MONEY TRAIL

Sorry, Orphans, The Catholic Church Spent That $2 Million To Fight Marriage Equality

As the religious right sifts through the rubble of their attack on our freedoms, an interesting factoid has surfaced: The Catholic Church spent $2 million this election cycle to stop marriage-equality efforts in Maine, Maryland, Minnesota and Washington.

Much of that money can be traced to the Church’s fraternal order, the Knights of Columbus, which previously gave $1 million to push Prop 8 in California.

In other instances it came from parishioners who didn’t even know what their donations were being used for.

Combined with the war chest of the Church’s staunch ally, the National Organzation for Marriage, the total comes to $11.3 million, or 65% of the money used to fight same-sex marriage in the four battleground states.

That means that a lion’s share of the funding to make gays and lesbians second-class citizens came from outsider groups forcing their agenda on locals. (Our great-grammy called those kinds of folks carpetbaggers.)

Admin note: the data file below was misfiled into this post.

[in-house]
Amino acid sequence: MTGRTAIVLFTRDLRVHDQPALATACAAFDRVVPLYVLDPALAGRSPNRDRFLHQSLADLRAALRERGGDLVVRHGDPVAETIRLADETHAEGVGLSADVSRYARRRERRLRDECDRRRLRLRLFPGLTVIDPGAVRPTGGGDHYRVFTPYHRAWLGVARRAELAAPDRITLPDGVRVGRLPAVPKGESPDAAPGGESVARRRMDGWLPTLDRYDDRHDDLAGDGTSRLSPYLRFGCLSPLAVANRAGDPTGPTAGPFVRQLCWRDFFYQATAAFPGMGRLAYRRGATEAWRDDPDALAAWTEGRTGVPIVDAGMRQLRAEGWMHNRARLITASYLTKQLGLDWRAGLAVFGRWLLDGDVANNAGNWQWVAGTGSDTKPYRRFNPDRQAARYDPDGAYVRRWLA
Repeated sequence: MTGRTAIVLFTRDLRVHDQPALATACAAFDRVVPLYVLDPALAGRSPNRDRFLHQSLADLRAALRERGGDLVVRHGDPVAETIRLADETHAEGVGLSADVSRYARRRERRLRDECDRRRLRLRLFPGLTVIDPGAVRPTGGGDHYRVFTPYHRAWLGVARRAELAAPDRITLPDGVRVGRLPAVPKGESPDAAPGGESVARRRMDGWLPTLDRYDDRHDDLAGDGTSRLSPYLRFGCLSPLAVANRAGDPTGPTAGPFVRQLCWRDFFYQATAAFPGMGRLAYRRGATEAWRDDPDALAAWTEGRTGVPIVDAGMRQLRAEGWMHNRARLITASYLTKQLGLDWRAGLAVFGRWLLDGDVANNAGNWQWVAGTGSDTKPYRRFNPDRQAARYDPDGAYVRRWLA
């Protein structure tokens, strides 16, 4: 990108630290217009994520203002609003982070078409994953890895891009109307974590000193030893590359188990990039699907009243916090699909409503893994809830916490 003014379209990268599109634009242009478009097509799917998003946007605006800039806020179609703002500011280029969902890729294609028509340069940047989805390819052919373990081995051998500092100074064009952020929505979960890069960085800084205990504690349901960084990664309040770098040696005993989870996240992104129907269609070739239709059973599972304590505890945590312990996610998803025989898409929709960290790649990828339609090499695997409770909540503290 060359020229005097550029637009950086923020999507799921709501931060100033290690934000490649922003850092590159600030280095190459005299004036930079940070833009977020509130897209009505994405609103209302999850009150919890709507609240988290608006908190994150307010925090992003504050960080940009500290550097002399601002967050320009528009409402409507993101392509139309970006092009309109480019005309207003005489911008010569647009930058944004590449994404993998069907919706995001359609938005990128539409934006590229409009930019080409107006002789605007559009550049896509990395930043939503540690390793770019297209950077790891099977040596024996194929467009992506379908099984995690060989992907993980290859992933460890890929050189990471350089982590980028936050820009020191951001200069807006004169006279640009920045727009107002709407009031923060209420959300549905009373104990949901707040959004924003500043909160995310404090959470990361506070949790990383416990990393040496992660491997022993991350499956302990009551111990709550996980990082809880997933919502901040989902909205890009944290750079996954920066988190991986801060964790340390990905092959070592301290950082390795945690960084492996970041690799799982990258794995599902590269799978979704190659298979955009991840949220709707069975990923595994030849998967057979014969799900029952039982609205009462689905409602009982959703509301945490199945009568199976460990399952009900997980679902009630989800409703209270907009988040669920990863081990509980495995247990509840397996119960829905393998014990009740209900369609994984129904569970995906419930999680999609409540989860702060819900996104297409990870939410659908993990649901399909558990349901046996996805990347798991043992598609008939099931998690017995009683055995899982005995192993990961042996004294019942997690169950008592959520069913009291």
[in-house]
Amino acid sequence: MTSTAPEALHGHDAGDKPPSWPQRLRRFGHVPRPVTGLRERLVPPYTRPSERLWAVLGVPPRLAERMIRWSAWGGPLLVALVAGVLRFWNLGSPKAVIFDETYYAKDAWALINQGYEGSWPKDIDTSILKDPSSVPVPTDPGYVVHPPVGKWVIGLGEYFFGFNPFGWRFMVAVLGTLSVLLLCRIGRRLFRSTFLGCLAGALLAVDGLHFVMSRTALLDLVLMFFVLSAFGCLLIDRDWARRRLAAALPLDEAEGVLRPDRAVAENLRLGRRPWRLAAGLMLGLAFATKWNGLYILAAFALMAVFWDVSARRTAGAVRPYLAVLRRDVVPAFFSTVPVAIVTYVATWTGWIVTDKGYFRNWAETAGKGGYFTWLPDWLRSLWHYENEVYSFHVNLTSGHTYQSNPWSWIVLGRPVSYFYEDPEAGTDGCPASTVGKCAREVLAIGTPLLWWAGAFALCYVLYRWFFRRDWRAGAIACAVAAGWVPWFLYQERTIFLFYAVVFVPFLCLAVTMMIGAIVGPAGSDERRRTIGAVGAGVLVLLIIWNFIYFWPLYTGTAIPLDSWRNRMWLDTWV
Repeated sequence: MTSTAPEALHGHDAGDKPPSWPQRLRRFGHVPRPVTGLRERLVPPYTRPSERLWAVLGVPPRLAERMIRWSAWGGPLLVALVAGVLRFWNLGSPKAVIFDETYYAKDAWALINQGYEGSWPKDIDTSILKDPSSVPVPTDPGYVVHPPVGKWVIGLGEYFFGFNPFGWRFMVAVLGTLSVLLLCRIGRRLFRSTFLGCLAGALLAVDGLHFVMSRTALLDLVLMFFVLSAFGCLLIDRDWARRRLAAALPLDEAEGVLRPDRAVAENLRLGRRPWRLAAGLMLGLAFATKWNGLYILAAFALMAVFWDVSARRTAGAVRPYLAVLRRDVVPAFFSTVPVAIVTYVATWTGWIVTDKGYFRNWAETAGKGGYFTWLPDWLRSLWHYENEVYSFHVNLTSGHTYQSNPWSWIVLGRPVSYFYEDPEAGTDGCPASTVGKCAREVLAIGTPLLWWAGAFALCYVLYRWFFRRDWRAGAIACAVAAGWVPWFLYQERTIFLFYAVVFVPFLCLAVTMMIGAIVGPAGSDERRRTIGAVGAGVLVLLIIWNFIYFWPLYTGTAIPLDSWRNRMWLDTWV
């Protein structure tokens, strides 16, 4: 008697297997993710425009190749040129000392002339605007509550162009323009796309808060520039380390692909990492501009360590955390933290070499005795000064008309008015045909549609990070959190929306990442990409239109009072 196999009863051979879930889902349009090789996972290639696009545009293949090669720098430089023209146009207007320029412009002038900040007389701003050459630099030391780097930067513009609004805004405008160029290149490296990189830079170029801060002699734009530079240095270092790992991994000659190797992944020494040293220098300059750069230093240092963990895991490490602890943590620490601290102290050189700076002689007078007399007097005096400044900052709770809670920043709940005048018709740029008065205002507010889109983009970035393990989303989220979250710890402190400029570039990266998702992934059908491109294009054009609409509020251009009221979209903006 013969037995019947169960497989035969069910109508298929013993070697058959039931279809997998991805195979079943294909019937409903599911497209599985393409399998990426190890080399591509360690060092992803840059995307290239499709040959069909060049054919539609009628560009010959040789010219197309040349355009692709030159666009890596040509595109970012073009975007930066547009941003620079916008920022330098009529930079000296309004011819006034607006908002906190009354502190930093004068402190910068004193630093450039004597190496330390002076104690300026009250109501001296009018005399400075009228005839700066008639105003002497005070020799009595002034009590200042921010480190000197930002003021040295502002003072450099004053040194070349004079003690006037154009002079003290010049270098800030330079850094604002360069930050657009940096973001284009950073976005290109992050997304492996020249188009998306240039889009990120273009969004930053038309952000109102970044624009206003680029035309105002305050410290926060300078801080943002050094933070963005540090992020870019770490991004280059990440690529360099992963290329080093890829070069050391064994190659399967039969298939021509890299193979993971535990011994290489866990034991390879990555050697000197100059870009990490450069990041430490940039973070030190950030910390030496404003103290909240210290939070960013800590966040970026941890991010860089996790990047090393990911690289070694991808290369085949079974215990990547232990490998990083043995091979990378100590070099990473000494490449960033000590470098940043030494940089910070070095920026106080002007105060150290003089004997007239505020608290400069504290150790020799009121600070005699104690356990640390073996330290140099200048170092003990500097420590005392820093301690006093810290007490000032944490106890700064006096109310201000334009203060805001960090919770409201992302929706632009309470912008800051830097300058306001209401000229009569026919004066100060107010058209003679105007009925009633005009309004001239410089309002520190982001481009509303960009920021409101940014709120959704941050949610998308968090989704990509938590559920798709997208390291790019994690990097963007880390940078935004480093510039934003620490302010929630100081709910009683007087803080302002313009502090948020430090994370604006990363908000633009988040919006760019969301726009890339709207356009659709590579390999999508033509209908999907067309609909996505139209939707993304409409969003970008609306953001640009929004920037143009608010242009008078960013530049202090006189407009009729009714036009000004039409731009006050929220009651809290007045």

Maybe the Church should listen to its congregants: According to Public Religion Research Institute, almost 60% of Catholics support marriage equality—and more than 80% say they don’t feel beholden to their bishops’ political opinions.

“The Church and NOM can continue pouring money into discriminating against LGBT people, but the writing is on the wall for their anti-equality agenda,” said HRC President Chad Griffin, who says Catholic leadership should be use its resources to enrich people’s lives not “on spreading malicious lies aimed at tearing down an entire community.”

Frankly, the Catholic hierarchy’s behavior is downright, well, unchristian. “The majority of Catholics support equality for their LGBT sisters and brothers precisely because their faith compels them to extend the same love and dignity to others with which they themselves wish to be treated,” says Dr. Sharon Groves of the HRC’s Religion & Faith program. “That is the Golden Rule that guides not just those of the Catholic faith, but so many people across religions.”

Photo: Play it Forward